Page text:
It would take many months for Ben Ford to heal from a dislocated right elbow.
The East High quarterback’s injury in a Class 4A state semifinal last November kept him out of the championship game the next week.
“It was kind of heartbreaking because you never really know when your last play is going to be. Pate [Langi], our center, was my best friend and he was a senior,” Ford said. “It was devastating to know that I would never get to hand the ball to Jaylen Warren, the best running back in Utah history, ever again.”
But Ford still decided to dress in full uniform anyway, with shoulder pads and everything, instead of standing on the sideline in street clothes as East beat Springville for the 4A title.
And he actually did get in the game.
Ford, who had quarterbacked the powerhouse East team to an undefeated season, was healthy enough to take the last two snaps and kneel down to run out the clock.
“It was one of the hardest moments in my life. But it was probably my favorite,” Ford said. “To get to take a snap behind Pate, to have Jaylen behind me, it was special.”
“If you looked up at the JumboTron, he was very emotional — and so were the rest of the guys,” East coach Brandon Matich said. “There was a real close, zoomed-in shot of him while taking the snap. It was a hard week and a hard moment for that young man.”
School • East
Year • Senior
Position • Quarterback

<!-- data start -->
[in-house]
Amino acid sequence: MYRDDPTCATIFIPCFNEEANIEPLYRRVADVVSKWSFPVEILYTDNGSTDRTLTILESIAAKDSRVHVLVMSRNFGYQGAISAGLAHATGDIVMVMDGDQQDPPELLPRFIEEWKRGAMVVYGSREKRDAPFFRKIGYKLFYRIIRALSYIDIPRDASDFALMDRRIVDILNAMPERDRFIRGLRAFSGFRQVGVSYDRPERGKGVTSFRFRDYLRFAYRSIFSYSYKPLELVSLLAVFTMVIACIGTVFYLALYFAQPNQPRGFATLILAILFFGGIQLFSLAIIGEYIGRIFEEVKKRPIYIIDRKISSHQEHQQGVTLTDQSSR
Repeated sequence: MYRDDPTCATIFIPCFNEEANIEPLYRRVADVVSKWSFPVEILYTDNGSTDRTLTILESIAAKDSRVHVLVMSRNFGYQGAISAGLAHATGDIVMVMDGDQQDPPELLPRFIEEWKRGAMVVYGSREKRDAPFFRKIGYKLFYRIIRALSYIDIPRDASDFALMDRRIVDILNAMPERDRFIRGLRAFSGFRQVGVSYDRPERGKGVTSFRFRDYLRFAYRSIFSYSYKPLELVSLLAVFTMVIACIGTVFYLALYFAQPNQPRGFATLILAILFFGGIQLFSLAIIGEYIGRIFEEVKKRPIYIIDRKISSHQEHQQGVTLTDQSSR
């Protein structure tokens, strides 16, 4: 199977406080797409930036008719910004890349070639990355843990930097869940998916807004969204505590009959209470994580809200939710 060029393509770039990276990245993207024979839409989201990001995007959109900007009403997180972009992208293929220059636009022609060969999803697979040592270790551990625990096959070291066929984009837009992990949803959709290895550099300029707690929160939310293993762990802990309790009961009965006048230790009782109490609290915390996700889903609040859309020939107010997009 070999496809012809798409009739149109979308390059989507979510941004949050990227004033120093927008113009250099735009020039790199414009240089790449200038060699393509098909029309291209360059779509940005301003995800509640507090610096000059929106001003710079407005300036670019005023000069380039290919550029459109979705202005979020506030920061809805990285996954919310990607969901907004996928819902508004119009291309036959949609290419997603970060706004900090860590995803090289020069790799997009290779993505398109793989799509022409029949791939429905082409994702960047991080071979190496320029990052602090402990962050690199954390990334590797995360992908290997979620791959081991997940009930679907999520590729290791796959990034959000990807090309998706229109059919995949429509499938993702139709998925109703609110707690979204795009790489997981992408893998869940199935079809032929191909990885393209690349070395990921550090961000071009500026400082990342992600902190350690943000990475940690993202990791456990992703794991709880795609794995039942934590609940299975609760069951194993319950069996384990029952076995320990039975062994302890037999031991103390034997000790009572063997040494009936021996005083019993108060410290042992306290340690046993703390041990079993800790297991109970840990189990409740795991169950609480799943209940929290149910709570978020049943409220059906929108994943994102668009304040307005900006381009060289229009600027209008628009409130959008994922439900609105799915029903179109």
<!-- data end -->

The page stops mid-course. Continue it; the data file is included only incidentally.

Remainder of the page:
Ford is back to leading the Leopards’ offensive unit this year. He says that he’s been working out his right elbow from the day he was able to throw again.
“My ability to throw the ball has grown immensely since last season, which is kind of counter to what you would think,” Ford said.
Throwing the ball, at least the need to, hasn’t really been a big deal for East in recent times. As the Leopards pounded the ball last year behind Warren’s 3,099 yards and Sione Molisi’s 1,059, Ford threw the ball a total of 36 times the whole season.
Ford, who also rushed for 726 yards in 2016, feels like East is tossing the ball more on offense this year. But it doesn’t really matter all that much to Ford.
“I’m fine going 0 for 0, 0 yards. I’m fine not even carrying the ball,” said Ford, who sees himself as an heir to option-style quarterbacks at East that — for him — started with Jason Cook in 2010.
He also wants to follow through on the precedent set by his East teammates who have graduated just ahead of him.
“I played for East little league all the way growing up, since I was 8 years old,” Ford said. “I want us to capitalize on what those senior boys did for us [last year]. They got us national respect, they got us state respect. We just have to do our best to capitalize on that.”
“He’s really the quintessential kid you want at quarterback,” Matich said. “He’s smart, he excels in the classroom and he’s garnering a lot of attention from most of the Ivy League schools.
“Really, he’s a great leader. These kids would follow him to hell and back.”
And what Matich would like to see from his senior quarterback is another trip to Rice-Eccles Stadium in November — with his signal-caller taking snaps on plays where the offense is trying to move forward.
“I hope he doesn’t have to do that again,” Matich said. “I hope he’s kneeling with a smile upon his face.”